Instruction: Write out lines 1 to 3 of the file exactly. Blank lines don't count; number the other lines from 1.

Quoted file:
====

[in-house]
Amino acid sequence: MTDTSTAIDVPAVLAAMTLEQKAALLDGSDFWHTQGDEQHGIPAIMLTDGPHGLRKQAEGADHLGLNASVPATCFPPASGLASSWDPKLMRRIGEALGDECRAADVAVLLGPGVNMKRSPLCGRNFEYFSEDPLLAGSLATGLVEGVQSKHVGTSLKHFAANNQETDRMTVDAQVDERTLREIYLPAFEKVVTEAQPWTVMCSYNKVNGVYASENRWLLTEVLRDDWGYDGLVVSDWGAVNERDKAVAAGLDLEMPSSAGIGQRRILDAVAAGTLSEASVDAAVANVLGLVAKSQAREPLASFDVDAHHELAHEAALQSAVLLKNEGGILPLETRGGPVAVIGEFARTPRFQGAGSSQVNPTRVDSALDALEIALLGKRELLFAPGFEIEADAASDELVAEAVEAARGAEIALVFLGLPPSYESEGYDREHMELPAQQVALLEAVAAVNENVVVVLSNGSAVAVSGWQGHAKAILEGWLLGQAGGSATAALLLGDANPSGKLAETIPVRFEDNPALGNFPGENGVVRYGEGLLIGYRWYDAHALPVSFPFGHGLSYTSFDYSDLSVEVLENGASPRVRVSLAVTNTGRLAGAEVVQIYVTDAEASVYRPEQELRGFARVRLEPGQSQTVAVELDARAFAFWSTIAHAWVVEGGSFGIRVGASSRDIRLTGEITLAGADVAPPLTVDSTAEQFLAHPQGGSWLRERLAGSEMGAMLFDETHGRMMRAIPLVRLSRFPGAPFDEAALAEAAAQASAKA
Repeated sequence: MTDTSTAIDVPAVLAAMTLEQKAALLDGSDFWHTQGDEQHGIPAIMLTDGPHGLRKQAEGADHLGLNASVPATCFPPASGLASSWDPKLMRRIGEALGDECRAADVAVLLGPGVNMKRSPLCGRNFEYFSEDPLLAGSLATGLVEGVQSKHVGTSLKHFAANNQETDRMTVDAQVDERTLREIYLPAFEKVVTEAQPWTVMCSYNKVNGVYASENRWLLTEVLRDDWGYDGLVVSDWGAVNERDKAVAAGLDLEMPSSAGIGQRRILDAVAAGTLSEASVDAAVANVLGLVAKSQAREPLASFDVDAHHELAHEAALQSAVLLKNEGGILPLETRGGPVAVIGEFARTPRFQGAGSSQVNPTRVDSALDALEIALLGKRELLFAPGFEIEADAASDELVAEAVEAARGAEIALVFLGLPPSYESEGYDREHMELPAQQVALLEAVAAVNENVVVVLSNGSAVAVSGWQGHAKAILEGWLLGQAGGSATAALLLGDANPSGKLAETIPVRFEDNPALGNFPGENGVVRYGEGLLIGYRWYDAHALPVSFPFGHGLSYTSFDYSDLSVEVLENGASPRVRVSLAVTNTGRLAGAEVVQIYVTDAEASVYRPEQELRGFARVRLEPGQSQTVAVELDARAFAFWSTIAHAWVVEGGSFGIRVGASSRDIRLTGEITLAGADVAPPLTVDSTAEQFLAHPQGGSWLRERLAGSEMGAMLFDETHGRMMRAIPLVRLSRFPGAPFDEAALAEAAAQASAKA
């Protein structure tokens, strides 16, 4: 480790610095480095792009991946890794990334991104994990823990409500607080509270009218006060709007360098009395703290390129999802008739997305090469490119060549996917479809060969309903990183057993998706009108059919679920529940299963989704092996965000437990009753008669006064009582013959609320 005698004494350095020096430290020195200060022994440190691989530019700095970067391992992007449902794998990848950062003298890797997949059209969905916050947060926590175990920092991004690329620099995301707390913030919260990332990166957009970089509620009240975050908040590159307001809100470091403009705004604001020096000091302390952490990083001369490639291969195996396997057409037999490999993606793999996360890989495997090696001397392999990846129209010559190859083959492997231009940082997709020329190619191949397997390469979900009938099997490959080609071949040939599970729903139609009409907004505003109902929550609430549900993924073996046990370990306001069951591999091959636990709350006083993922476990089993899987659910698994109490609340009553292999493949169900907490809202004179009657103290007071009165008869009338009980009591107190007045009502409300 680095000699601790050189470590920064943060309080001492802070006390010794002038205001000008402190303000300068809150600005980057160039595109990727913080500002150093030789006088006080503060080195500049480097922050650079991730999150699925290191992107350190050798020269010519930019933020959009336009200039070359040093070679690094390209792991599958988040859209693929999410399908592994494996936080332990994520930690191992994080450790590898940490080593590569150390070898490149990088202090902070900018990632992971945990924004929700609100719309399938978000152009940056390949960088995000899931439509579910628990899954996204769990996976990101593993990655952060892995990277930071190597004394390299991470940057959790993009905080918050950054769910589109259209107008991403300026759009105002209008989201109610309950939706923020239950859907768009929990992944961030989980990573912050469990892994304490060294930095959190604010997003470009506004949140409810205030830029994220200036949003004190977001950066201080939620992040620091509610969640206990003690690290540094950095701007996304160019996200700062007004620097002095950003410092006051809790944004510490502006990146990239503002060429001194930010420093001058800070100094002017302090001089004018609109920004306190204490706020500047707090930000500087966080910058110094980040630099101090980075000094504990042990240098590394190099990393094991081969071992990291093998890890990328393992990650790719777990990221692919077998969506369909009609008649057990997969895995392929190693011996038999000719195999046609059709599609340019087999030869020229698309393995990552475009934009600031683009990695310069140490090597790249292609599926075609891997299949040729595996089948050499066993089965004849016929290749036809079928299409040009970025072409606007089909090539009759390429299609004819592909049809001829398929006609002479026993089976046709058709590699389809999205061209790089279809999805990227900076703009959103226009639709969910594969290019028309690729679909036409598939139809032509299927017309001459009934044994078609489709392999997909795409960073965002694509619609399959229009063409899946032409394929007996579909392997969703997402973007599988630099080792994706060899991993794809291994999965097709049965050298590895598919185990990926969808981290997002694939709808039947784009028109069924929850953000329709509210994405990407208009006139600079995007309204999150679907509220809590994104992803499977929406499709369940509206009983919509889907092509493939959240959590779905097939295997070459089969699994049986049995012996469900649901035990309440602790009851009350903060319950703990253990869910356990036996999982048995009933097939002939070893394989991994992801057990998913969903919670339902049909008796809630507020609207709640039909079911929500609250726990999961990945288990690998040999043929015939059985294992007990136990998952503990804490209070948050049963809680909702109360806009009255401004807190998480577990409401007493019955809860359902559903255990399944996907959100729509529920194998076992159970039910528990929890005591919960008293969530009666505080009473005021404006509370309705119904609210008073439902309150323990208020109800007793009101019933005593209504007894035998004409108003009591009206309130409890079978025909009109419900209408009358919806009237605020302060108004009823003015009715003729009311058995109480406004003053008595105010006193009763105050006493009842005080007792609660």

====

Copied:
[in-house]
Amino acid sequence: MTDTSTAIDVPAVLAAMTLEQKAALLDGSDFWHTQGDEQHGIPAIMLTDGPHGLRKQAEGADHLGLNASVPATCFPPASGLASSWDPKLMRRIGEALGDECRAADVAVLLGPGVNMKRSPLCGRNFEYFSEDPLLAGSLATGLVEGVQSKHVGTSLKHFAANNQETDRMTVDAQVDERTLREIYLPAFEKVVTEAQPWTVMCSYNKVNGVYASENRWLLTEVLRDDWGYDGLVVSDWGAVNERDKAVAAGLDLEMPSSAGIGQRRILDAVAAGTLSEASVDAAVANVLGLVAKSQAREPLASFDVDAHHELAHEAALQSAVLLKNEGGILPLETRGGPVAVIGEFARTPRFQGAGSSQVNPTRVDSALDALEIALLGKRELLFAPGFEIEADAASDELVAEAVEAARGAEIALVFLGLPPSYESEGYDREHMELPAQQVALLEAVAAVNENVVVVLSNGSAVAVSGWQGHAKAILEGWLLGQAGGSATAALLLGDANPSGKLAETIPVRFEDNPALGNFPGENGVVRYGEGLLIGYRWYDAHALPVSFPFGHGLSYTSFDYSDLSVEVLENGASPRVRVSLAVTNTGRLAGAEVVQIYVTDAEASVYRPEQELRGFARVRLEPGQSQTVAVELDARAFAFWSTIAHAWVVEGGSFGIRVGASSRDIRLTGEITLAGADVAPPLTVDSTAEQFLAHPQGGSWLRERLAGSEMGAMLFDETHGRMMRAIPLVRLSRFPGAPFDEAALAEAAAQASAKA
Repeated sequence: MTDTSTAIDVPAVLAAMTLEQKAALLDGSDFWHTQGDEQHGIPAIMLTDGPHGLRKQAEGADHLGLNASVPATCFPPASGLASSWDPKLMRRIGEALGDECRAADVAVLLGPGVNMKRSPLCGRNFEYFSEDPLLAGSLATGLVEGVQSKHVGTSLKHFAANNQETDRMTVDAQVDERTLREIYLPAFEKVVTEAQPWTVMCSYNKVNGVYASENRWLLTEVLRDDWGYDGLVVSDWGAVNERDKAVAAGLDLEMPSSAGIGQRRILDAVAAGTLSEASVDAAVANVLGLVAKSQAREPLASFDVDAHHELAHEAALQSAVLLKNEGGILPLETRGGPVAVIGEFARTPRFQGAGSSQVNPTRVDSALDALEIALLGKRELLFAPGFEIEADAASDELVAEAVEAARGAEIALVFLGLPPSYESEGYDREHMELPAQQVALLEAVAAVNENVVVVLSNGSAVAVSGWQGHAKAILEGWLLGQAGGSATAALLLGDANPSGKLAETIPVRFEDNPALGNFPGENGVVRYGEGLLIGYRWYDAHALPVSFPFGHGLSYTSFDYSDLSVEVLENGASPRVRVSLAVTNTGRLAGAEVVQIYVTDAEASVYRPEQELRGFARVRLEPGQSQTVAVELDARAFAFWSTIAHAWVVEGGSFGIRVGASSRDIRLTGEITLAGADVAPPLTVDSTAEQFLAHPQGGSWLRERLAGSEMGAMLFDETHGRMMRAIPLVRLSRFPGAPFDEAALAEAAAQASAKA